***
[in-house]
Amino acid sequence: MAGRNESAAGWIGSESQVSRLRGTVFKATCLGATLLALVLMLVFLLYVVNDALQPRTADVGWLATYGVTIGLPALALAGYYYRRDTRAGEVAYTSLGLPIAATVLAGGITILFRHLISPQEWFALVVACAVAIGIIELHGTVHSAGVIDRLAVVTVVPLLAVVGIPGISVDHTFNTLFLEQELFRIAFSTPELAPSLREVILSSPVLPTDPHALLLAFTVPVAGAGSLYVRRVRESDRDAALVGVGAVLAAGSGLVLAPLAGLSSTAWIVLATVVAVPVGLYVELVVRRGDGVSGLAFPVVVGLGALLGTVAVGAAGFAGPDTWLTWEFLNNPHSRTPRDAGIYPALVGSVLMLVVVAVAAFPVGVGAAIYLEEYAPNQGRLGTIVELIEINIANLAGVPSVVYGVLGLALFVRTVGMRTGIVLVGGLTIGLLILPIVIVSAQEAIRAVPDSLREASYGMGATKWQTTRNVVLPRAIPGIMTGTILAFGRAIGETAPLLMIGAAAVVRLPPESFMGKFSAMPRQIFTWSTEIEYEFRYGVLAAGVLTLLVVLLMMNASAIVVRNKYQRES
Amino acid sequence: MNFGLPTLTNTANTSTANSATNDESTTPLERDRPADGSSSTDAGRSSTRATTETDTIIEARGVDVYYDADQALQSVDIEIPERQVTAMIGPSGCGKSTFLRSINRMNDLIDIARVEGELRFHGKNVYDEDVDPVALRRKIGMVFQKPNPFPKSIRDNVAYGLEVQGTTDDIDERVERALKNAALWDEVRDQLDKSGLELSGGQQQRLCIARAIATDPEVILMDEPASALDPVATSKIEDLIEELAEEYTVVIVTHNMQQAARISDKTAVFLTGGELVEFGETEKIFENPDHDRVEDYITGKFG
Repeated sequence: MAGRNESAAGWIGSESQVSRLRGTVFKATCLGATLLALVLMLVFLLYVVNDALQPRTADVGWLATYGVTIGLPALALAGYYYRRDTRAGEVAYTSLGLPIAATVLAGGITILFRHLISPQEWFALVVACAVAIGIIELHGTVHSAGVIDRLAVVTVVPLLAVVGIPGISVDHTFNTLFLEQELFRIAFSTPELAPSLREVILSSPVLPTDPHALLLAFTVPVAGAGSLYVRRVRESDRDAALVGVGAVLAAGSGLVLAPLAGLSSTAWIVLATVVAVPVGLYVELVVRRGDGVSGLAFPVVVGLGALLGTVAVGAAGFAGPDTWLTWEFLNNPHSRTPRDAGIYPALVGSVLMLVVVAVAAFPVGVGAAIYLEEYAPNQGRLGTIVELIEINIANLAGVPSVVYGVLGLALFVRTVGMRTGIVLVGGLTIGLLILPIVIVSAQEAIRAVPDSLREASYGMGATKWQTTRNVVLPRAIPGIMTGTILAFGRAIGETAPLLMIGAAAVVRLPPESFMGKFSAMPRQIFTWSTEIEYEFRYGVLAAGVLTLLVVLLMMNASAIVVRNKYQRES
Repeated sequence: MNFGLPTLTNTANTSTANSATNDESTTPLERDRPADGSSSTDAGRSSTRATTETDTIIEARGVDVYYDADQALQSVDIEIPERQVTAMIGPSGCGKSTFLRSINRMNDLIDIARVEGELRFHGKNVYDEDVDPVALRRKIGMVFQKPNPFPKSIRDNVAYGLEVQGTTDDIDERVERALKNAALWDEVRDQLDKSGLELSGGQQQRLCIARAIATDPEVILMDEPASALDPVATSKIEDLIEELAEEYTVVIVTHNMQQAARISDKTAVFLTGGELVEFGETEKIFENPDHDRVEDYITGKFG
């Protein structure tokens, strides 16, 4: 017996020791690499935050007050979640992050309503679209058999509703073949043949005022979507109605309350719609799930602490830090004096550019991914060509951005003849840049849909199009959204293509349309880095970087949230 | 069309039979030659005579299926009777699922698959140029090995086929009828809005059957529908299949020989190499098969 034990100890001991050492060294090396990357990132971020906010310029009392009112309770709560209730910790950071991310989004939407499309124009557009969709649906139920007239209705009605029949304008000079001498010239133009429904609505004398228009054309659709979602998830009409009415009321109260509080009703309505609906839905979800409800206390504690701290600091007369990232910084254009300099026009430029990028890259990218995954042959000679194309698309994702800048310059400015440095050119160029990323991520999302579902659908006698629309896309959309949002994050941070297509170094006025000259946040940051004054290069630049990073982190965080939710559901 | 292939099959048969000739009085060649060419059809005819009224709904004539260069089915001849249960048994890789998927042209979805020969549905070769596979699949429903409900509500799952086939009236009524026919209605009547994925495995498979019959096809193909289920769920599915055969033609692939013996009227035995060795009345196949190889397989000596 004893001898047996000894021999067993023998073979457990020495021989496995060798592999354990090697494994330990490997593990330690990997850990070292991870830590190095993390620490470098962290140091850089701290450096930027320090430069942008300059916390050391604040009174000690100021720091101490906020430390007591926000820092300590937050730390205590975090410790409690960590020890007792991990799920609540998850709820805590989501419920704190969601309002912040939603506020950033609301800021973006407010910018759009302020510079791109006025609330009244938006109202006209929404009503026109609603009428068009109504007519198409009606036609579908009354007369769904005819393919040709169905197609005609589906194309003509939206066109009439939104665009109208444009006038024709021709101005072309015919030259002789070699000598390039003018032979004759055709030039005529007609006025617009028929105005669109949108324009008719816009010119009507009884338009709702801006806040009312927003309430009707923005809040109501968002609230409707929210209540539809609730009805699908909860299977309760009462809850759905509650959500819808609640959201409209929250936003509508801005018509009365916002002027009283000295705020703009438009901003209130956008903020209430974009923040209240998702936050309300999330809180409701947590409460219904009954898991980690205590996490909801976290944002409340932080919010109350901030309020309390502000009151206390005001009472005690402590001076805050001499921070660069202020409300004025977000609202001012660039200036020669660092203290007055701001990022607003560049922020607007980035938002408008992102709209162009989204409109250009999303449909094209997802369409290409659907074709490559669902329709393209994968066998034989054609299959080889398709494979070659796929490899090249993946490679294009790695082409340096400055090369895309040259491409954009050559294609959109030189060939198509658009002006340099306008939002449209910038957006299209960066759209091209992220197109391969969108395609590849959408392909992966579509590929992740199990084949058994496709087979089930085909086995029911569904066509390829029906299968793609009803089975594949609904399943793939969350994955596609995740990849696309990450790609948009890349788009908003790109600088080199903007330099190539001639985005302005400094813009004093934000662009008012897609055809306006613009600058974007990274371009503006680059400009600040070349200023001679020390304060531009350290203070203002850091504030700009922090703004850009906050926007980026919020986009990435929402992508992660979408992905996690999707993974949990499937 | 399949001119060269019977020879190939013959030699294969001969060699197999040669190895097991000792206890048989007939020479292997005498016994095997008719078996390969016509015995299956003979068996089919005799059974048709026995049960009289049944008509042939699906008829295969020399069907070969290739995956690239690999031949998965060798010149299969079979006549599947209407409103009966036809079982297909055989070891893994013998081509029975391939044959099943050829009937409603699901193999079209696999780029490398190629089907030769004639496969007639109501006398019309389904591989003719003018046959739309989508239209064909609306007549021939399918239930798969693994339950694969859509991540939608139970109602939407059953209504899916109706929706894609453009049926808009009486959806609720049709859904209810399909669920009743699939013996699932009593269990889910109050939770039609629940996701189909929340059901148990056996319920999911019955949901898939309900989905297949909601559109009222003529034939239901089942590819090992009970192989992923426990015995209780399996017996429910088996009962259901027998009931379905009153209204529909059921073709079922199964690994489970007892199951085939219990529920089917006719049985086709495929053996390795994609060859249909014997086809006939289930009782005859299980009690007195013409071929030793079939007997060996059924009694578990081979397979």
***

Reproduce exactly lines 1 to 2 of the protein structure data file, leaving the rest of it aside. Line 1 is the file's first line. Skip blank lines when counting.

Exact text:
[in-house]
Amino acid sequence: MAGRNESAAGWIGSESQVSRLRGTVFKATCLGATLLALVLMLVFLLYVVNDALQPRTADVGWLATYGVTIGLPALALAGYYYRRDTRAGEVAYTSLGLPIAATVLAGGITILFRHLISPQEWFALVVACAVAIGIIELHGTVHSAGVIDRLAVVTVVPLLAVVGIPGISVDHTFNTLFLEQELFRIAFSTPELAPSLREVILSSPVLPTDPHALLLAFTVPVAGAGSLYVRRVRESDRDAALVGVGAVLAAGSGLVLAPLAGLSSTAWIVLATVVAVPVGLYVELVVRRGDGVSGLAFPVVVGLGALLGTVAVGAAGFAGPDTWLTWEFLNNPHSRTPRDAGIYPALVGSVLMLVVVAVAAFPVGVGAAIYLEEYAPNQGRLGTIVELIEINIANLAGVPSVVYGVLGLALFVRTVGMRTGIVLVGGLTIGLLILPIVIVSAQEAIRAVPDSLREASYGMGATKWQTTRNVVLPRAIPGIMTGTILAFGRAIGETAPLLMIGAAAVVRLPPESFMGKFSAMPRQIFTWSTEIEYEFRYGVLAAGVLTLLVVLLMMNASAIVVRNKYQRES